Luckily, after the 2020 lockdown I moved into a smaller neighborhood with only 25 households. Most neighborhood units include hundreds of households, often more than a thousand. If one person in any neighborhood unit was identified as close contact, this entire neighborhood got fully locked for at least two weeks or deported to a fang cang in case of any positive test. In my neighborhood we were locked indoors between April 1-14. During this period, no one was allowed to go outside 24/7. Every three days we were called at random times – sometimes even at night – to be escorted in small groups to a test center down the road for a PCR test. After 18 April I was told that I could walk outside the gate, though within the limits of my street, for one hour a day. Later, during May I found a way to extend my walking radius a little further outside. Compared to most other people in town this was a privilege, I think less than one percent of all neighborhoods were semi-open at that time. Hence, I was able to take many photos.

(Diary fragment 21 May 2022):
“Although officially more and more people are allowed to go outside, people prefer to stay inside because everything is closed. Even squares and parks have been cordoned off. You also run the risk of catching COVID and thereby causing total neighborhood confinement, which your neighbors will not appreciate. After an hour of walking, I am very happy back home, because outside is too spooky. It looks like a movie set from a flopped B-movie, the type I'd rather not watch. A friend told me that 28 Days Later by director Danny Boyle comes close.”

The lockdown ended officially on June 1. The old regime of local mini-lockdowns returned with – more frequent – sudden closures of neighborhoods, and even trains, and especially universities. This was often applied arbitrarily, with – in my opinion – possibly different motivations, especially when involving universities or old neighborhoods that are on a demolition list.

(Diary fragment 21 May 2022)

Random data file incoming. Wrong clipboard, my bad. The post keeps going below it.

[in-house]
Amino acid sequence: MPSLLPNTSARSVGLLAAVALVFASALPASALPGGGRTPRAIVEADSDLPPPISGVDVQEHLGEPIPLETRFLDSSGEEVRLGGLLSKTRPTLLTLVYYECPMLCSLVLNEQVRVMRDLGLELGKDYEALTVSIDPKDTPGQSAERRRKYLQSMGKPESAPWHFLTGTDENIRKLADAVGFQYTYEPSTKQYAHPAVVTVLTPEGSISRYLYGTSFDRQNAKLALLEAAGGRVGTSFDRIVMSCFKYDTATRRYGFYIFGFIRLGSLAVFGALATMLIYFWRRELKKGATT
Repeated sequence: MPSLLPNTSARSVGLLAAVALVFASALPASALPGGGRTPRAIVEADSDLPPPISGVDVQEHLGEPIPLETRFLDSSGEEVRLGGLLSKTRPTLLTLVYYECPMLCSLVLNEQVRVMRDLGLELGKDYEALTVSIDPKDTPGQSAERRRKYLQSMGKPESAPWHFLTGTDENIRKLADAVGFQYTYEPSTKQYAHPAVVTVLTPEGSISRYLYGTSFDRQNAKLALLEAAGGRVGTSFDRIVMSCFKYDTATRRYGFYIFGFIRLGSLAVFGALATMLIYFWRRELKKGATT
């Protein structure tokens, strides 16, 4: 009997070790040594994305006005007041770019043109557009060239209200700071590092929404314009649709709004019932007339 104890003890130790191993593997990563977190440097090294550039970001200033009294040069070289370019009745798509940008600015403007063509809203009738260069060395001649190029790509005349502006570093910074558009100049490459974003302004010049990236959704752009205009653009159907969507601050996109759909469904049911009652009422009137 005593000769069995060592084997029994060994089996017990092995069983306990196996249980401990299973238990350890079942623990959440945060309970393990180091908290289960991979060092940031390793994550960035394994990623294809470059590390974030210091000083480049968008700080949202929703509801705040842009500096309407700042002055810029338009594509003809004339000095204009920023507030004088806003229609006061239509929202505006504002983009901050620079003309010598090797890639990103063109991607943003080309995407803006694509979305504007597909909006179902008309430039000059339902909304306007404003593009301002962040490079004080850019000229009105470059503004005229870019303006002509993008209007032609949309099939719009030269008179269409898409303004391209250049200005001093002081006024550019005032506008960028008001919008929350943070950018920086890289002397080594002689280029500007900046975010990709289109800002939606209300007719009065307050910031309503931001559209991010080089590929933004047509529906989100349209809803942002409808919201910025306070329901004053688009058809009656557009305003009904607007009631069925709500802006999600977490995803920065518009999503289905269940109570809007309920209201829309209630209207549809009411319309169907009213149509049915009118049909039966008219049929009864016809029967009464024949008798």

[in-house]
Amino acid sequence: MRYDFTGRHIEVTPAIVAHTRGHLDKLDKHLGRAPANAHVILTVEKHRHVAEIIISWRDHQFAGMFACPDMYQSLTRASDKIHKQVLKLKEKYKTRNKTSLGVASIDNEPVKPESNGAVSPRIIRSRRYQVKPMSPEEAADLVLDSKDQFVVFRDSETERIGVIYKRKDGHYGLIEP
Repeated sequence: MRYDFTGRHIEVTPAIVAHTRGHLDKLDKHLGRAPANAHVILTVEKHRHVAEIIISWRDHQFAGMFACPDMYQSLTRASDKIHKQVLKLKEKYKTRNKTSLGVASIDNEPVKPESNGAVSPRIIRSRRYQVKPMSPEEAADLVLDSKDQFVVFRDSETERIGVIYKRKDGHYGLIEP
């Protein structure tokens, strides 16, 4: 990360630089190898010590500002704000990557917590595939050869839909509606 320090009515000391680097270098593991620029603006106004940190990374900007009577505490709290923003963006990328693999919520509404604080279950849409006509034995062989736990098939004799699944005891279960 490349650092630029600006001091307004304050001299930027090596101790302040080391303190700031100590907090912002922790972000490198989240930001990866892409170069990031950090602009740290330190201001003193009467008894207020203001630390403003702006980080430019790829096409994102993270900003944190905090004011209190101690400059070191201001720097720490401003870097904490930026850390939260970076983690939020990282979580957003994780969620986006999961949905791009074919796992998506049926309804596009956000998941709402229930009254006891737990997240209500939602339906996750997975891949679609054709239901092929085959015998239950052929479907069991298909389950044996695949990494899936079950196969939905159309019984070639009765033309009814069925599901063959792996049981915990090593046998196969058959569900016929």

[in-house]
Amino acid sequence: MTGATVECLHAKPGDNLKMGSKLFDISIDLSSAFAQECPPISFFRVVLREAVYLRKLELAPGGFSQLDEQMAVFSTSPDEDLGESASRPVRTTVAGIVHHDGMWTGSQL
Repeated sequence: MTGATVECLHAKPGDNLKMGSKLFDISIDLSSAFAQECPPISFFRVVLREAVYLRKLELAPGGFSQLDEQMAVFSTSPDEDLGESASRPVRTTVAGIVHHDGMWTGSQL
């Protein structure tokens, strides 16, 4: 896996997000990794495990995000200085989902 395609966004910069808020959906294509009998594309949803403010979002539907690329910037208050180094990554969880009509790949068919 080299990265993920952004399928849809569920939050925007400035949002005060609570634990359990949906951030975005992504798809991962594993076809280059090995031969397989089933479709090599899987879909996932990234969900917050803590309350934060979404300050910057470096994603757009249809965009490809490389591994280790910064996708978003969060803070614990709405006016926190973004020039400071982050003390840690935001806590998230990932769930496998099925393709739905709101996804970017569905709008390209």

Fig. 5: Checkpoint on the border between two zones. (Photo by the author, 2022)


After the lockdown ended a network of 9000 test booths was rolled out, requiring residents to test every 72 or 48 hours, depending on the situation, in many cases even daily tests (self-tests are excluded). While I’m writing, this all feels surreal, like a nightmare, the massive scale, the anonymization and depersonalization, and tremendous impact in people’s lives. It did happen.

Sudden end of the zero-COVID policy

The measures to contain the virus were brutal. The lockdown and aftermath in Shanghai have turned many into disillusionment and changed the public opinion about zero-COVID policy into quite negative, as expressed through social media and local protests. Some friends were temporary blocked by Chinese social media for posting critical messages. This growing unrest culminated in an uprising in multiple cities, especially in reaction to a drama in the city Wulumuqi (Urumuqi), where people burned alive while they were locked in their building 5 Also see: . This rise is said to have contributed to a sudden end of the zero-COVID policy. This unexpected and unprepared end of the policy caused a wave of infections, making the streets literally empty again: this time because people voluntarily stayed at home out of fear, since authorities no longer offered protection or care. This was for many another big shock. Although the Omicron variant is relatively light, many people were insufficiently protected, still resulting in overloaded hospitals and many casualties (though until today reliable data is not publicly available).